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Spotting Sinkholes

Spotting Sinkholes

Lab-created sinkholes help scientists to predict when and where they will happen.

Spotting Sinkholes

Tuesday, July 15, 2014 - 20:15

Marsha Lewis, Contributing Producer

(Inside Science TV) -- They can be big, dangerous, and unpredictable. Sinkholes can cause sudden, serious damage in a matter of seconds.

"It scares me a lot because it could happen to anybody," said Tena Cooper, a resident of Winter Haven, Florida.

Sinkholes happen when water eats away at underground rock, creating pits and craters. Cooper lives near a sinkhole that was 15 feet deep and 70 feet wide.

"Sometimes, the soil on top caves in and gives us a cavity," said Manoj Chopra, a civil engineer at the University of Central Florida in Orlando.

Some sinkholes happen slowly as the ground gradually gives way, others cave in suddenly.

"There is no way to predict it at this point," said Chopra.

Now, by simulating sinkholes in a lab, engineers want to uncover clues that might help predict when and where a collapse will occur.

"The water table potentially gives you a signal before a sinkhole is about to open because of the fact that the water levels are dropping," Chopra explained.

Scientists are monitoring water and temperature levels to see if the information can lead to accurate predictions. They want to create a database that will show different patterns of sinkholes.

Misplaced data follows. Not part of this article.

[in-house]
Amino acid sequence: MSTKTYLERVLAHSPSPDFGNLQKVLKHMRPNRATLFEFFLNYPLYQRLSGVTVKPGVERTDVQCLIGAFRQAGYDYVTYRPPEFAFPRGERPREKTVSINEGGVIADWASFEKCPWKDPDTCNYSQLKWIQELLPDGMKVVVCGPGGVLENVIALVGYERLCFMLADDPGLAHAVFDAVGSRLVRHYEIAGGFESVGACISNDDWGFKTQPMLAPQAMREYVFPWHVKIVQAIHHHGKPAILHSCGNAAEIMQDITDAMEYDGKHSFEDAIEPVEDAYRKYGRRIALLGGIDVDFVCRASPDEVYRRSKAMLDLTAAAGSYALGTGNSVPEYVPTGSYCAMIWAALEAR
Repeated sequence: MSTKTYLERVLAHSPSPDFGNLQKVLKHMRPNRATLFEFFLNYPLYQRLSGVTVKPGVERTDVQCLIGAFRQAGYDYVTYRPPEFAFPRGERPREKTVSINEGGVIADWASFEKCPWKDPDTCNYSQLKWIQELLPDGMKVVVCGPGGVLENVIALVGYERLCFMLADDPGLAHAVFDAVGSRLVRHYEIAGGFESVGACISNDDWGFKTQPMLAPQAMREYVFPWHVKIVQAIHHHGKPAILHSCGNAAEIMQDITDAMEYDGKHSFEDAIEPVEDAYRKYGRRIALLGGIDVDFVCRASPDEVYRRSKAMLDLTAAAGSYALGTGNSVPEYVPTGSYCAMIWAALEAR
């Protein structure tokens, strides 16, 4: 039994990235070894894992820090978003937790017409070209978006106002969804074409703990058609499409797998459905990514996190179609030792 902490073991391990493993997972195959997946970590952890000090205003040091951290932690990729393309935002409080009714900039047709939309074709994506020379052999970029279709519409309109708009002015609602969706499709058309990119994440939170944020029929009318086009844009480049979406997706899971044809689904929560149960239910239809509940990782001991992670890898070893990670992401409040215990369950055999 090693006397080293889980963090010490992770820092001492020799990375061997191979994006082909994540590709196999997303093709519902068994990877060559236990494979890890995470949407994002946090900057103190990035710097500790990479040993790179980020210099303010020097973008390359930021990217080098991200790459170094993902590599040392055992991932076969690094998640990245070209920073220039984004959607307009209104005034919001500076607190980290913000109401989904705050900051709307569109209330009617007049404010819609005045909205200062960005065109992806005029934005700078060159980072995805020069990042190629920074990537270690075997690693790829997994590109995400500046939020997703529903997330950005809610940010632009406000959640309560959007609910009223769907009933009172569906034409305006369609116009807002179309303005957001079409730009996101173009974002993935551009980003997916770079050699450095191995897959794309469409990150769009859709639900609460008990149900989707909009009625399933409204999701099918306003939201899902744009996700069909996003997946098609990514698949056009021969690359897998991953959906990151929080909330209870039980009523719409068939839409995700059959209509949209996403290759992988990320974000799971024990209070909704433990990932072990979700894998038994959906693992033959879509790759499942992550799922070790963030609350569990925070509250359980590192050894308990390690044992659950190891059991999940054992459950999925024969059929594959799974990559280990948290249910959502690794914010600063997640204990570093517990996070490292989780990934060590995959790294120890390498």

"We are trying to make some kind of physical model of sinkholes to simulate physically the sinkhole," said Mohamed Alrowaimi, a doctoral student at UCF.

Researchers hope the models will provide an accurate way to predict when a disaster like this might happen.

One of the largest sinkholes in the state of Florida happened in Winter Park in 1981. The cavity slowly opened up and swallowed a house, a swimming pool and several cars from a nearby dealership. When it stopped expanding, it had reached 350 feet wide and 125 feet deep.


Get Inside the Science

CECS Asst. Professor Hopes to Find Way to Predict Sinkholes

Manoj Chopra, University of Central Florida

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Author Bio & Story Archive

Marsha Lewis is a freelance producer based in California.  She has won 11 National Telly Awards and nine Regional Emmy Awards for her work in local and national syndicated news.

I’ve dedicated my time to reporting and producing stories focused on medical, science and technology. I created a nationally award winning series dedicated to promoting women and their great accomplishments.  Now I’ve taken that expertise outside the traditional TV news format and broadened the viewership to people around the world.